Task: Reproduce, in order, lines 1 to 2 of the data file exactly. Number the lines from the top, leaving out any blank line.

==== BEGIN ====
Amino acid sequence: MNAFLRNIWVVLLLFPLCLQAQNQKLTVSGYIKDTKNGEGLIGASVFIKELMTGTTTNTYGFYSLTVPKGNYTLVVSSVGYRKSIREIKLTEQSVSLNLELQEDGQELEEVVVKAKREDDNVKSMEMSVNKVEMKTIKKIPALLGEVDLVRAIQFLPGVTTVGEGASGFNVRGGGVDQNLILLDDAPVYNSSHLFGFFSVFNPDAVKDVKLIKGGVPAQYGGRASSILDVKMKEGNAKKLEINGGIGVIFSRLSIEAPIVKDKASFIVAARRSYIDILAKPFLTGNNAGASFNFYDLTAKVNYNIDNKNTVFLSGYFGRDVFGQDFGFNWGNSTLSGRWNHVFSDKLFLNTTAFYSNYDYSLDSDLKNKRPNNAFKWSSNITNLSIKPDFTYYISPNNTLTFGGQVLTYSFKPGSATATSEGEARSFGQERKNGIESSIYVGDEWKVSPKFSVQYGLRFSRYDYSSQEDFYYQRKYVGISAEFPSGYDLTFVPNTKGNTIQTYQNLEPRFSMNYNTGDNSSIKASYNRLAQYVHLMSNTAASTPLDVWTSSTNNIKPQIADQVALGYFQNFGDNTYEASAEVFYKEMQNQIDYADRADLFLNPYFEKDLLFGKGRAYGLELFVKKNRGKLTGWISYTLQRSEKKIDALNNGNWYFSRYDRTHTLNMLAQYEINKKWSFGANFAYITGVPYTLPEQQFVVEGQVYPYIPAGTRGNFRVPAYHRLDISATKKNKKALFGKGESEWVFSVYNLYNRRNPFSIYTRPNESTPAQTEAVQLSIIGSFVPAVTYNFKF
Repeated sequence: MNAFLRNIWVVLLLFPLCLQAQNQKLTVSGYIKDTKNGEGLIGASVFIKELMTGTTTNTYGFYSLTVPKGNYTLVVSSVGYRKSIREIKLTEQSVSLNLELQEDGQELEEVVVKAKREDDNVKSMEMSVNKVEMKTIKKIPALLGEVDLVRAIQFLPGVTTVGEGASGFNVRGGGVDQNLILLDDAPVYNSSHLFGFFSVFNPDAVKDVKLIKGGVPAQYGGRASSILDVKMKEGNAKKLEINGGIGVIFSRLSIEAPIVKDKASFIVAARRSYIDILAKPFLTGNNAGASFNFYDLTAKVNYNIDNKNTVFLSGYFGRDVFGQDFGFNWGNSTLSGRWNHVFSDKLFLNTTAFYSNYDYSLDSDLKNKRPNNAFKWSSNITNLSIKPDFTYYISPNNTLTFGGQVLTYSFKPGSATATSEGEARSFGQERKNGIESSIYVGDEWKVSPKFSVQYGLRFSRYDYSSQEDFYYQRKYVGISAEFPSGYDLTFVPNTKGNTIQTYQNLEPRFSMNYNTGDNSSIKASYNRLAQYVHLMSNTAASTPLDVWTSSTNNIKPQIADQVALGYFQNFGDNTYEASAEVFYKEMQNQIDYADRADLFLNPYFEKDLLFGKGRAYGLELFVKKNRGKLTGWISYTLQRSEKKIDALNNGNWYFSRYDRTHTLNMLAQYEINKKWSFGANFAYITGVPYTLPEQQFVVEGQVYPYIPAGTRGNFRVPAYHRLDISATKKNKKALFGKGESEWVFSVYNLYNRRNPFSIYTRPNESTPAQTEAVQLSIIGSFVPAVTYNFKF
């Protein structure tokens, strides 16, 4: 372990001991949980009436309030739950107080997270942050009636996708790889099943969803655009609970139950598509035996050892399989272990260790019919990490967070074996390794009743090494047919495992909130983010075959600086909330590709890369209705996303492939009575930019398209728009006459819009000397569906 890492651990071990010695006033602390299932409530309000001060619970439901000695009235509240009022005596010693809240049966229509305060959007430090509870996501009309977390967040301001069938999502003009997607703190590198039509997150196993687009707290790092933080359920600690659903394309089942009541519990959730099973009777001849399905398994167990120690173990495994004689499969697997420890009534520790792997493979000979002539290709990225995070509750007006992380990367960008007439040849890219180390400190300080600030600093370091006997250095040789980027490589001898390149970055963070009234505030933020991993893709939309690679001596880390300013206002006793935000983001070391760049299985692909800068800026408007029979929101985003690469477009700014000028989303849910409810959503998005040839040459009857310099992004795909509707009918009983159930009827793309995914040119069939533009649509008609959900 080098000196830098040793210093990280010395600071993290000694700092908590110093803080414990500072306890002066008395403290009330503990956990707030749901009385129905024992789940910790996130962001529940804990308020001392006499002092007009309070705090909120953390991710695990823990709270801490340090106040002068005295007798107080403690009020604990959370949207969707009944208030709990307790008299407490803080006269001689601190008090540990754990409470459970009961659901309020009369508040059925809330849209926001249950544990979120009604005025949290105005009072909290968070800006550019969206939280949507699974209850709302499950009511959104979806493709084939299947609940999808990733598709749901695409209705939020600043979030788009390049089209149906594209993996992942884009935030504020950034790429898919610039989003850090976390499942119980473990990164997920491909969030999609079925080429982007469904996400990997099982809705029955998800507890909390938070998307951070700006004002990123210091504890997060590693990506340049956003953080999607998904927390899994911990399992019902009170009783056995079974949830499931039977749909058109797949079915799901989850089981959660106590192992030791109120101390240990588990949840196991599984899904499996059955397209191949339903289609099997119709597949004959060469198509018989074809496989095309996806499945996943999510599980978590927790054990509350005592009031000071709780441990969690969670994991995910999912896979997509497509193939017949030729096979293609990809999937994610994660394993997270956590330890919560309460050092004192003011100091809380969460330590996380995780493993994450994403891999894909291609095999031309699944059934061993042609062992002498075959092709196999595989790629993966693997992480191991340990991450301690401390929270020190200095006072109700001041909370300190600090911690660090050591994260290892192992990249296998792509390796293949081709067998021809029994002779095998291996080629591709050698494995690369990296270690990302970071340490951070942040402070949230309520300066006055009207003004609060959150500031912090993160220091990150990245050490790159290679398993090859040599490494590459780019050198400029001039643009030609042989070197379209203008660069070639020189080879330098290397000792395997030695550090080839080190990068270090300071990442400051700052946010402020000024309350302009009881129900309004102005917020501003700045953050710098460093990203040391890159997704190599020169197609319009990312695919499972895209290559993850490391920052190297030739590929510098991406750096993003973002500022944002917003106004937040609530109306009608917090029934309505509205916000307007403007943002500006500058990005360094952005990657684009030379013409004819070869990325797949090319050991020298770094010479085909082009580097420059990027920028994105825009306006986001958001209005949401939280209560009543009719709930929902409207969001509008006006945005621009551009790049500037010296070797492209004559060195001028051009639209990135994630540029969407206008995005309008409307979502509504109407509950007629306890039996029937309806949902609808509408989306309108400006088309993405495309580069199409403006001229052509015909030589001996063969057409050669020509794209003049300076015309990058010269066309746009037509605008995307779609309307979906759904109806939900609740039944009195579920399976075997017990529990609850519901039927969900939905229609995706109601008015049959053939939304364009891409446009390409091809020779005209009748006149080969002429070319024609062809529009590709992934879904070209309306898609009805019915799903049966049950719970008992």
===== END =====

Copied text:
Amino acid sequence: MNAFLRNIWVVLLLFPLCLQAQNQKLTVSGYIKDTKNGEGLIGASVFIKELMTGTTTNTYGFYSLTVPKGNYTLVVSSVGYRKSIREIKLTEQSVSLNLELQEDGQELEEVVVKAKREDDNVKSMEMSVNKVEMKTIKKIPALLGEVDLVRAIQFLPGVTTVGEGASGFNVRGGGVDQNLILLDDAPVYNSSHLFGFFSVFNPDAVKDVKLIKGGVPAQYGGRASSILDVKMKEGNAKKLEINGGIGVIFSRLSIEAPIVKDKASFIVAARRSYIDILAKPFLTGNNAGASFNFYDLTAKVNYNIDNKNTVFLSGYFGRDVFGQDFGFNWGNSTLSGRWNHVFSDKLFLNTTAFYSNYDYSLDSDLKNKRPNNAFKWSSNITNLSIKPDFTYYISPNNTLTFGGQVLTYSFKPGSATATSEGEARSFGQERKNGIESSIYVGDEWKVSPKFSVQYGLRFSRYDYSSQEDFYYQRKYVGISAEFPSGYDLTFVPNTKGNTIQTYQNLEPRFSMNYNTGDNSSIKASYNRLAQYVHLMSNTAASTPLDVWTSSTNNIKPQIADQVALGYFQNFGDNTYEASAEVFYKEMQNQIDYADRADLFLNPYFEKDLLFGKGRAYGLELFVKKNRGKLTGWISYTLQRSEKKIDALNNGNWYFSRYDRTHTLNMLAQYEINKKWSFGANFAYITGVPYTLPEQQFVVEGQVYPYIPAGTRGNFRVPAYHRLDISATKKNKKALFGKGESEWVFSVYNLYNRRNPFSIYTRPNESTPAQTEAVQLSIIGSFVPAVTYNFKF
Repeated sequence: MNAFLRNIWVVLLLFPLCLQAQNQKLTVSGYIKDTKNGEGLIGASVFIKELMTGTTTNTYGFYSLTVPKGNYTLVVSSVGYRKSIREIKLTEQSVSLNLELQEDGQELEEVVVKAKREDDNVKSMEMSVNKVEMKTIKKIPALLGEVDLVRAIQFLPGVTTVGEGASGFNVRGGGVDQNLILLDDAPVYNSSHLFGFFSVFNPDAVKDVKLIKGGVPAQYGGRASSILDVKMKEGNAKKLEINGGIGVIFSRLSIEAPIVKDKASFIVAARRSYIDILAKPFLTGNNAGASFNFYDLTAKVNYNIDNKNTVFLSGYFGRDVFGQDFGFNWGNSTLSGRWNHVFSDKLFLNTTAFYSNYDYSLDSDLKNKRPNNAFKWSSNITNLSIKPDFTYYISPNNTLTFGGQVLTYSFKPGSATATSEGEARSFGQERKNGIESSIYVGDEWKVSPKFSVQYGLRFSRYDYSSQEDFYYQRKYVGISAEFPSGYDLTFVPNTKGNTIQTYQNLEPRFSMNYNTGDNSSIKASYNRLAQYVHLMSNTAASTPLDVWTSSTNNIKPQIADQVALGYFQNFGDNTYEASAEVFYKEMQNQIDYADRADLFLNPYFEKDLLFGKGRAYGLELFVKKNRGKLTGWISYTLQRSEKKIDALNNGNWYFSRYDRTHTLNMLAQYEINKKWSFGANFAYITGVPYTLPEQQFVVEGQVYPYIPAGTRGNFRVPAYHRLDISATKKNKKALFGKGESEWVFSVYNLYNRRNPFSIYTRPNESTPAQTEAVQLSIIGSFVPAVTYNFKF